There’s some good news and some not-so-good news in a NZ Herald article on the Dominion Road bus/T2 debacle that I have written a number of blog posts about in the last few months.
It seems as though the proposed changes to the road – including the removal of on-street parking, the creation of lengthy cycle lanes down both sides of the road and the bus versus T2 issue has created a lot of controversy and anger in the area. The article outlines this:
Auckland City leaders, including Mayor John Banks, are backing away from radical changes to Dominion Rd which have had the local community in an uproar.
Mr Banks has confirmed that he will today accept a Save Dominion Rd petition – which organisers say has been signed by more than 5000 people – and that he intends supporting the petitioners.
The petition calls for the city council to abandon plans to remove all street parking along 4.5km of Dominion Rd outside peak hours. Neither do the petitioners want the road widened for cycle-only lanes, nor the introduction of restrictions against right turns.
The changes have been listed in an $83 million package of proposals on which the council has received 1250 submissions in a consultation round due to close on Sunday.
While I don’t agree with many of the things the petitioners are asking for, I think it’s positive to see so many people getting involved in the issue. It would have been interesting to see if the opposition had been quite so overwhelming if the council had stuck with the initial idea of making the lanes for buses only, rather than T2 lanes. The idea of a four-lane highway with no on-street parking to slow vehicles down is pretty scary and I’m not surprised the community has risen up against that.
The article continues, with the organiser of the petition confirming that the biggest fear is that Dominion Road would be turned into a soulless highway:
Petition organiser Penny Hickey said yesterday that the community would be happy with some simple changes, such as a possible minor extension of hours for existing bus lanes, and running these through intersections where general traffic is allowed to occupy two lanes each way.
But she said local residents and business owners had been horrified by a council proposal to turn them into 24-hour lanes, and to open them to any vehicle with two or more occupants, while banning all parking.
“This road has been blighted for 20 years by designation and held back from investment,” said Ms Hickey, a resident of a side street off Dominion Rd who teaches English to migrants.
I think that Ms Hickey’s suggestion of extending (perhaps to 7-11am and 3-7pm?) the hours of bus lane operation would be a useful first step – encouraging more people to use the excellent bus service that is provided along Dominion Road. Extending bus lanes through intersections is also a great idea, as it is intersections where buses often experience the most significant delays.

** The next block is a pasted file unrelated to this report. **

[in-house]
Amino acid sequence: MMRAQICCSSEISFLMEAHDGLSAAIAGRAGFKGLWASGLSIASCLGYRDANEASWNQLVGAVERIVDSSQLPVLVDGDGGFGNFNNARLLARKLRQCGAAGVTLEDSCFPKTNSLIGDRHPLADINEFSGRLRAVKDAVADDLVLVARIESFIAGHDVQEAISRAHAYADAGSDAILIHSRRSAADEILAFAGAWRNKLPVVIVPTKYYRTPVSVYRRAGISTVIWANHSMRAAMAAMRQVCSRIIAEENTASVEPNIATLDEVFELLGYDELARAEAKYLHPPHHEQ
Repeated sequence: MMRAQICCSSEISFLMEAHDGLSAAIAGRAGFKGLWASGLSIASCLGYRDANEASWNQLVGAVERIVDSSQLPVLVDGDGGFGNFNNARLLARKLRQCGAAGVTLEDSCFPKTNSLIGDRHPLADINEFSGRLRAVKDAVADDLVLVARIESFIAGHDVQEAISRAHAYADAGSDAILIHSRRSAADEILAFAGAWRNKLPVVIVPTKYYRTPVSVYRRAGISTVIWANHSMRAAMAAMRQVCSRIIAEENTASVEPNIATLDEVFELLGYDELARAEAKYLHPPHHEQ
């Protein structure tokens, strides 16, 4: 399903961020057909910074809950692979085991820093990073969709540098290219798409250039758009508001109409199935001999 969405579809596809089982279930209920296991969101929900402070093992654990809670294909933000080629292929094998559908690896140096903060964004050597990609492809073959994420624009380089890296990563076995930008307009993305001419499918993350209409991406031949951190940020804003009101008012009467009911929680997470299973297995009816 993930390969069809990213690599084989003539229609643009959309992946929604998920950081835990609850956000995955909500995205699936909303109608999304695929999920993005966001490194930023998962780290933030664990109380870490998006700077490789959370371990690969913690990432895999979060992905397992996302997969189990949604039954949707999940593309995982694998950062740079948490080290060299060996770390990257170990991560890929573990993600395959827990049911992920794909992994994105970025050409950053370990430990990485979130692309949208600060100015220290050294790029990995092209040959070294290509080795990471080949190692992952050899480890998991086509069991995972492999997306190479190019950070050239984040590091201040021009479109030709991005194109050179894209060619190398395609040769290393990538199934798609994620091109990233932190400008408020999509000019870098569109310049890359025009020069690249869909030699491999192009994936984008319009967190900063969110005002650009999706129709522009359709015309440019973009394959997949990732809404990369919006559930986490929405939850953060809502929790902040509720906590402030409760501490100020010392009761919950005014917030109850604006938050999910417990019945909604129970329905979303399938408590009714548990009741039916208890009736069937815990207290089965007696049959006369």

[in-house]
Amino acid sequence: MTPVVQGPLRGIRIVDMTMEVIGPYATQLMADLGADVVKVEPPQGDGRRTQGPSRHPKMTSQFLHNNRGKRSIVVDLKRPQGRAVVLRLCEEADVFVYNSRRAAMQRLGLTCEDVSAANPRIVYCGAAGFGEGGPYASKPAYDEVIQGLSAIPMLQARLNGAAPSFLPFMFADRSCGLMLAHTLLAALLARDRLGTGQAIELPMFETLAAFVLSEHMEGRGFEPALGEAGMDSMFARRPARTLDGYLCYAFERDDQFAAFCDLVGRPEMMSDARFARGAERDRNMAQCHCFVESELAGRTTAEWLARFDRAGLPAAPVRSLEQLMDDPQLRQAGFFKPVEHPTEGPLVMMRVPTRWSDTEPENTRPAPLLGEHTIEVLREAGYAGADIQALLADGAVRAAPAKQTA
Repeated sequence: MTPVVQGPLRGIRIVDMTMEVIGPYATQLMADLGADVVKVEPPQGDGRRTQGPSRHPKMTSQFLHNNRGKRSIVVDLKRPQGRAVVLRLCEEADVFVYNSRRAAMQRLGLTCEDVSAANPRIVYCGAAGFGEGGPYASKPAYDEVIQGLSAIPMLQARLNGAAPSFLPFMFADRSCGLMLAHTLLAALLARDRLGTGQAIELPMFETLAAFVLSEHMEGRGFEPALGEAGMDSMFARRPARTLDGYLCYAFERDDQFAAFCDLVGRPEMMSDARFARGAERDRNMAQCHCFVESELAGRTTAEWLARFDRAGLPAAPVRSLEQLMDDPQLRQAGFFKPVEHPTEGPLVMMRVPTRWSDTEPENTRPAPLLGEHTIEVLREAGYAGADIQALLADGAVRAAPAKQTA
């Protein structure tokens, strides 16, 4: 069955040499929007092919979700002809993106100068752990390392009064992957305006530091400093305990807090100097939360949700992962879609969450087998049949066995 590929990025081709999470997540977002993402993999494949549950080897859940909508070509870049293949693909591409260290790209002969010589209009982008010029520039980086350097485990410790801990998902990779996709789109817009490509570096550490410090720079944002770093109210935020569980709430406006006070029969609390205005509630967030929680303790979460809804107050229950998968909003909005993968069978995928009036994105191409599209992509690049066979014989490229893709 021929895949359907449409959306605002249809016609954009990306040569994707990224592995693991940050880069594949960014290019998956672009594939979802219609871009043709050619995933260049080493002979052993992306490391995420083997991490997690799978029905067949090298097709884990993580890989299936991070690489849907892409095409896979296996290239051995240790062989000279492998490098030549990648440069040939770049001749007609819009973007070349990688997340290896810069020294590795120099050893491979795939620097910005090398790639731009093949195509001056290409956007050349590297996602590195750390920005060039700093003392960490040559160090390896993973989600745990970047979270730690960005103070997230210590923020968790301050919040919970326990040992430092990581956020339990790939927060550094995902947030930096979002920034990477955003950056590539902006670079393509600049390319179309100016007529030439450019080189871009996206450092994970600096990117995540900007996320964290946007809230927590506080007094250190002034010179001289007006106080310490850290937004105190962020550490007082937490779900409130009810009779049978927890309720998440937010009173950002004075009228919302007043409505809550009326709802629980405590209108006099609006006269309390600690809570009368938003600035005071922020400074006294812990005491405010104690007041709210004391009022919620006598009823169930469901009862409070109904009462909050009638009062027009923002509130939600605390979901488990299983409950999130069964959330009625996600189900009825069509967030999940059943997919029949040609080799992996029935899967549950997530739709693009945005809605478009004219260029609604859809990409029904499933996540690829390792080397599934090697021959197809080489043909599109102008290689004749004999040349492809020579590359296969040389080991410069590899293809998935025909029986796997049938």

But I also think it’s worth recognising that these measures are a bit of a “stop-gap” and delay – rather than resolve – finding a longer term public transport solution for Dominion Road. Personally, I think that solution should be the placement of a modern light-rail tram line down the middle of the street – providing a significant boost in capacity and also benefitting the local businesses and residents in the same ways that light-rail systems around the world have proven to be fantastic tools in encouraging intensification, redevelopment and greater economic activity along their routes. I think it must be recognised that removing street parking from Dominion Road will always be difficult – and rightly so in many respects as local shops depend on it (or at the very least think they depend on it). In order for the parking removal to be accepted I think there will need to be something pretty significant given in return that will help these people out.
Something like this should do the trick.
Wouldn’t it be great to see trams like that running down Dominion Rd. The council have really just shot themselves in the foot with their plans and now they are doing what they should have done in the first place, left it to the new council to decide.
Matt, I bet they heartily regret even touching the issue. All pain for absolutely no gain.
Whats more it will probably cost them votes in the election because of it
I’m pretty sure John Banks and cit rats wish they had never heard the word bus lane! I find it ironic that a lot of the bus lane fuss has actually been stired up by cit rat councillers complaining about being fined to drive in them and also John Banks making comments that they are always empty – the votes they lose because of the debacle they rightly deserve for damaging the PT cause.
One real major difference between a T2 and a tram line is that when no tram is coming the tram lane becomes a de fact footpath, allowing easy crossing of the road and providing a safe area to wait for a gap in traffic to cross the car lane – this is not provided by a T2/T3 or T anything lane as there will always be cars hooning down it.
Indeed, the tram line can serve as a defacto raised median for pedestrains, and/or a flush median for drivers. One of the benefits of putting tram tram in (or central bus lanes) is that you don’t need to account for the median between the traffic lanes so that saves widths.
For example, the inadequate skinny bus lanes on Dom Rd at the moment are nevertheless wider that most tram tracks (which only need about 2.9 to 3.0m each).
How about using some private enterprise to get some pubic transport working? i.e.
For example how about a tram down Dominion road paid by all the shops along Dominion Road with any receipt from those shops being able to be used as a ticket onboard.
Also having some major sponsors of the tram with discrete marketing on board for example : Charlies Orange Juice Tram, with posters onboard.
Or perhaps all developers down the road paying to help fund the tram as the value of their properties go up?
Maybe in conjunction with this, charge cars for using the road, increase parking prices which go towards the tram.
Have the government give gst exemption on all fairs.
Make the tram into a charity reducing it’s needs to pay taxes and allow people to donate to the service.